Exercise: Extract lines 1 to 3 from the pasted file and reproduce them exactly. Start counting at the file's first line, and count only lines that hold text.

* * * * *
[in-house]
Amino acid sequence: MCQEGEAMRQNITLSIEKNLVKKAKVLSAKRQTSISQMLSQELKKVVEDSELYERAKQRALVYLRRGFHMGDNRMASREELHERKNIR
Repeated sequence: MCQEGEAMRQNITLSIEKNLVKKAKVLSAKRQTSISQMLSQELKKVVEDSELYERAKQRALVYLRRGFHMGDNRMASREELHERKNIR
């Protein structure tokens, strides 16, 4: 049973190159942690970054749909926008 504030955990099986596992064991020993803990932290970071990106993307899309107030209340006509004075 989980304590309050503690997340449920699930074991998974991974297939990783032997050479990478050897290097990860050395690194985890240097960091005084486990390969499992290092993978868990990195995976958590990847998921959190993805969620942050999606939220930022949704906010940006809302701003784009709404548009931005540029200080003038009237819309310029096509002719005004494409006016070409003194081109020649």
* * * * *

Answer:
[in-house]
Amino acid sequence: MCQEGEAMRQNITLSIEKNLVKKAKVLSAKRQTSISQMLSQELKKVVEDSELYERAKQRALVYLRRGFHMGDNRMASREELHERKNIR
Repeated sequence: MCQEGEAMRQNITLSIEKNLVKKAKVLSAKRQTSISQMLSQELKKVVEDSELYERAKQRALVYLRRGFHMGDNRMASREELHERKNIR